NABOKV-L post 0023238, Wed, 8 Aug 2012 20:04:46 -0700

Subject
lepitoperological miracle?
Date
Body
Dear Dr Johnson,

You remind me that I actually have an interesting lepidopterological
question to ask. Years ago I found a Monarch caterpillar on some
milkweed and brought him home. I put him on a potted parsley plant and
draped him with gauze to protect him from birds and he proceeded like
Topsy to grow and grow.

I was fortunatley at home when he began to construct his cocoon and I
watched the process with fascination. When he had completely entered
the pupal stage (and what a gorgeous pupa he was, diaphanous green
with raised black and gold dots) I did the unforgiveable - I
accidentally jostled the pot. My little pupa shuddered violently and
lay still. I knew I had murdered him, and in fact when the proscribed
21 days of metamorphosis had passed, he remained a little mummy.

I mourned him and put him in a tiny box that jewelers give you and
left him where I could admire him from time to time. One day I came
home to find a marvelous black and yellow (and blue too?) striped
butterfly plastered against a window - how did that get into the
house? I looked at the little box, which thank fortune I had left open
that day, and the shattered case told the tale.

It was the anniversary of the day my little sweetheart should have
emerged the year before. What do you make of that? I will swear on
anything you like that this is not fabricated or embroidered in the
slightest.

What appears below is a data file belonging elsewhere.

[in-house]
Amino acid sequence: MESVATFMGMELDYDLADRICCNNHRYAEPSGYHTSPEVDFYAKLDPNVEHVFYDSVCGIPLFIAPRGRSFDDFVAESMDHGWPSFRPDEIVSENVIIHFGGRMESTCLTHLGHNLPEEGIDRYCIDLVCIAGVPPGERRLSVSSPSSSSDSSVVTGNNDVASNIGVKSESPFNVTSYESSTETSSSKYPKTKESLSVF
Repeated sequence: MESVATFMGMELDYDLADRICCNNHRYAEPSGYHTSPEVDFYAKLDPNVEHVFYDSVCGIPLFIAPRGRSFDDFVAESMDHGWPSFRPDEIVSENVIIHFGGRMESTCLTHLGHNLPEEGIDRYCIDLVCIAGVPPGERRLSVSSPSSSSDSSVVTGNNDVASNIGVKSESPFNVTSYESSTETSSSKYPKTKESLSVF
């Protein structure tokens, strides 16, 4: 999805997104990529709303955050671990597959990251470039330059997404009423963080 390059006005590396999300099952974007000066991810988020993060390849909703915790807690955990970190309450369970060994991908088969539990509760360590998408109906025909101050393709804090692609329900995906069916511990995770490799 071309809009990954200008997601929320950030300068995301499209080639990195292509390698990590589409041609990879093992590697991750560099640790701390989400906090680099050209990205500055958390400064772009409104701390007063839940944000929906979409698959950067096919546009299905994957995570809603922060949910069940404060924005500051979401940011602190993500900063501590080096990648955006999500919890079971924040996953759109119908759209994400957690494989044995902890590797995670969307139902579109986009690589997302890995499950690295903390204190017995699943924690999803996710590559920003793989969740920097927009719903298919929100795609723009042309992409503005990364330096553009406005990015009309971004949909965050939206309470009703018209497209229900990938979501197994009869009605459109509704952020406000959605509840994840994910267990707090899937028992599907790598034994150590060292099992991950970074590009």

Carolyn


On Aug 8, 2012, at 1:33 PM, Kurt Johnson wrote:

Just a note that the Spring 2012 Issue of The News of the
Lepidopterists Society had a delayed tribute to Dr. John C. Downey,
who transitioned in 2005. It points out his role as a central
character in the Nabokov saga. Downey was one of the pioneer
scientists of Blues and had some fascinating contacts/ run-in's with
Nabokov that have been recorded in both Boyd and Pyle and Johnson and
Coates. The tribute points out that Downey was a major professor and
influence on both Kurt Johnson and Naomi Pierce who went on not only
to be major systematists of the Lycaenidae (and Blues in particular)
but also turned out to further explore, unravel and chronicle the
Nabokov lepidoptery saga. This was capped of course with the co-
authored paper of 11 persons working with Naomi Pierce that used DNA
analysis to confirm Nabokov's biogeographic hypotheses (published in
2011). Many of these persons are participating in the current ongoing
work by Steve Blackwell and Kurt Johnson for another major volume on
Nabokov's science and art.

So, I wanted people to know about the tribute article to John C. Downey.

Dr. Kurt Johnson



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